Single-phase Power for Motor-Generator 10EEs
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  1. #1
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    It is well-known that WiaD and Modular 10EEs may be powered by single-phase.

    Herein I present a modification to Motor-Generator 10EEs which will allow these machines to be powered by single-phase. Both a 230 volt and a 460 volt modification are presented.

    The underlying technology is adapted from Henry Steelman's U.S. Patent 2,922,942 (which see), and is extended by me to incorporate power factor correction (not claimed by Steelman in his patent) and easy adaptation to the 10EE's AC Section.

    (An essential feature, and requirement of Steelman's idea is a twelve-wire three-phase motor, or a nine-wire motor which has been modified to add the three "missing" wires implicit in that motor's "star point", may be very easily powered by single phase, provided a starting circuit is provided and the motor winding components are wired in an innovative way. This innovation simulates a capacitor start/capacitor run single-phase motor. I have added power factor correction, which Steelman did not claim, and which further improves upon Steelman's idea).

    The first Figure describes in the abstract how a three-phase motor may be powered by single-phase without sacrificing motor power. This is more-or-less directly from Steelman's patent, extended by information included in Steelman Industries, Inc's modification to that patent for 460 volt applications.

    The second Figure describes the 10EE AC Section, with all loads except for the "three-wire control station" removed, and with each terminal to which the converted motor and its support circuitry is to be connected.

    The third Figure shows details the 230 volt modification, showing how each part of the motor-generator, and the additional starting and power factor correcting circuits are to be integrated into the AC Section. The 90-66 potential relay coil is across the entire start winding. The run windings are split across two poles of the magnetic motor starter thereby reducing the stress on the Size 1 starter. There are two power factor correcting capacitors, corresponding to each pole of the starter. As is required by the NEC, the capacitors are placed after the disconnecting means, and before the motor protection means. Bleeder resistors are not shown for clarity.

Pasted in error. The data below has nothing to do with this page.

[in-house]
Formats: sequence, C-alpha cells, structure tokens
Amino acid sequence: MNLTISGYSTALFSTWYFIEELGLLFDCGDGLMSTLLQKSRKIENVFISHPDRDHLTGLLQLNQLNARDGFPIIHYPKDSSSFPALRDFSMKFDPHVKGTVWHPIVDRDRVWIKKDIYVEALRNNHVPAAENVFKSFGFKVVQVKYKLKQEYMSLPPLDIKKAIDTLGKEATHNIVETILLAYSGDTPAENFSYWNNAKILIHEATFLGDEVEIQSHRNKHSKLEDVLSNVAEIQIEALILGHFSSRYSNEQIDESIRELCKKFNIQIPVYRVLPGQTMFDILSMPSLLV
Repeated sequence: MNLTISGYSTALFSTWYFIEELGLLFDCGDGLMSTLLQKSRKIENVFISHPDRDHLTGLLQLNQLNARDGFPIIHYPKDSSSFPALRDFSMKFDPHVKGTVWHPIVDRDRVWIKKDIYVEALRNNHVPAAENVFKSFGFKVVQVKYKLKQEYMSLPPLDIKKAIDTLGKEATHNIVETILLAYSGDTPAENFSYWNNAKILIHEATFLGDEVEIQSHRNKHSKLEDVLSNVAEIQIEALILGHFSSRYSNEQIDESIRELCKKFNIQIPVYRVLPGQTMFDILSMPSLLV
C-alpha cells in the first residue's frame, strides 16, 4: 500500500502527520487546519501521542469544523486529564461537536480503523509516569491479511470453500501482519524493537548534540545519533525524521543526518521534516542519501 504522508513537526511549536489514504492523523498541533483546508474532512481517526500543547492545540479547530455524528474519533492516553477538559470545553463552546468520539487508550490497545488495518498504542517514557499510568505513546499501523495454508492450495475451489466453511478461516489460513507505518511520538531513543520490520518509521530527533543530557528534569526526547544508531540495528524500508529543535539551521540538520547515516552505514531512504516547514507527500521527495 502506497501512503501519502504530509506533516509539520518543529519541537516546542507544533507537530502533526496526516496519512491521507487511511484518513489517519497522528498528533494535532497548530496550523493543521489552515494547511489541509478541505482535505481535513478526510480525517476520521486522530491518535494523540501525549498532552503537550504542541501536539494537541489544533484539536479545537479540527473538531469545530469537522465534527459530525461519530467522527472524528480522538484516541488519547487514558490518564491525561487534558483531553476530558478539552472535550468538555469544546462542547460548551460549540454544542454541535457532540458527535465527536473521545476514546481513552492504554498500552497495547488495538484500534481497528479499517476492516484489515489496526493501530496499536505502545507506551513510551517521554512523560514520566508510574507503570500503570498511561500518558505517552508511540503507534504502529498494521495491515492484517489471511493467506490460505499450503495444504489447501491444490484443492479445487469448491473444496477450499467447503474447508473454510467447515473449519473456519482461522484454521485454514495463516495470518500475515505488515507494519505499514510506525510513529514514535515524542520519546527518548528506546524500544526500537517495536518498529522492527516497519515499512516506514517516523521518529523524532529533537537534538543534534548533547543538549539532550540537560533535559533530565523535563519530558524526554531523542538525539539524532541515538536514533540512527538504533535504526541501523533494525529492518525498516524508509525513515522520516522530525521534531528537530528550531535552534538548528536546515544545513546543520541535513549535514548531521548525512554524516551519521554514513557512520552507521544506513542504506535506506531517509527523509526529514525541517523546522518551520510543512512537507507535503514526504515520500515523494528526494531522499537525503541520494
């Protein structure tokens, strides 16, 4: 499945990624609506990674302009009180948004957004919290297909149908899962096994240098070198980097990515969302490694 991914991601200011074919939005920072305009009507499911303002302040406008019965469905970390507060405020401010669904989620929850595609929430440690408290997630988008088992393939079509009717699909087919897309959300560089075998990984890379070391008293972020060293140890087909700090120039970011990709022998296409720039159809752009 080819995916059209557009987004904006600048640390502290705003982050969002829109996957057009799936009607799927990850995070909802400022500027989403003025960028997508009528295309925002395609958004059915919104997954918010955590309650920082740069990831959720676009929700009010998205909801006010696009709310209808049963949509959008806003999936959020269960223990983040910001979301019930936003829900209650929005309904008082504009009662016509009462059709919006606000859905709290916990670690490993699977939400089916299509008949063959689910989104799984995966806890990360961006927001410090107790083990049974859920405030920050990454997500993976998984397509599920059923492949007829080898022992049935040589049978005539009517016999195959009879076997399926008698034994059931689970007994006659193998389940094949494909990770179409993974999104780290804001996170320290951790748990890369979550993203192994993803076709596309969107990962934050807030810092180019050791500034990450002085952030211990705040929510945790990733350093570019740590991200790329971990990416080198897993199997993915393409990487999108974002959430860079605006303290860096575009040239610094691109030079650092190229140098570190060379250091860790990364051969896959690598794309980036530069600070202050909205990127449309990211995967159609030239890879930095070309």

The fourth Figure shows details the 460 volt modification, showing how each part of the motor-generator, and the additional starting and power factor correcting circuits are to be integrated into the AC Section. The 90-66 potential relay coil is across one-half of the start winding. Each capacitor shown is actually two identical capacitors in series.


    I have not detailed the values of the capacitors. Clearly, the run capacitors must be 370 VAC, minimum (740 volts when placed in series for 460 volts), and the start capacitors must be 250 VAC, minimum (500 volts when placed in series for 460 volts).

    Initial values for C may be obtained from

    I = 2 * π * F * C * V

    where I is the FLA in Amperes, π is the constant 3.14, F is the frequency in Hertz (the factor 2π converts this frequency from Hz to radians/second), C is the capacitance in Farads, and V is the voltage in Volts.

    Final values for each C may be obtained by tuning.


    References:

    1) Henry A. Steelman's patent

    http://www.pat2pdf.org/patents/pat2922942.pdf


    2) Steelman Industries Inc installation information for Steelman's H.A.S. converter

    http://www.capacitorconvertors.com/p...structions.pdf


    Recommended initial values for Cr are 11.53 µF per FLA amp for 230 volts and 5.77 µF per FLA amp for 460 volts. Use a clamp meter to ensure the current in the start winding doesn't exceed FLA amperes.

    Recommended initial value for Cs is ten times the value of Cr, tuning for starting in two seconds or less.

    Recommended initial value for Cpf is 0.1 times the value of Cr, tuning for just under minimum current, on the under-compensated side of 1.0 P.F.
    Attached Thumbnails Attached Thumbnails small_figure_1.jpg   small_figure_2.jpg   small_figure_3.jpg   small_figure_4.jpg  
    Last edited by peterh5322; 03-03-2008 at 02:20 PM.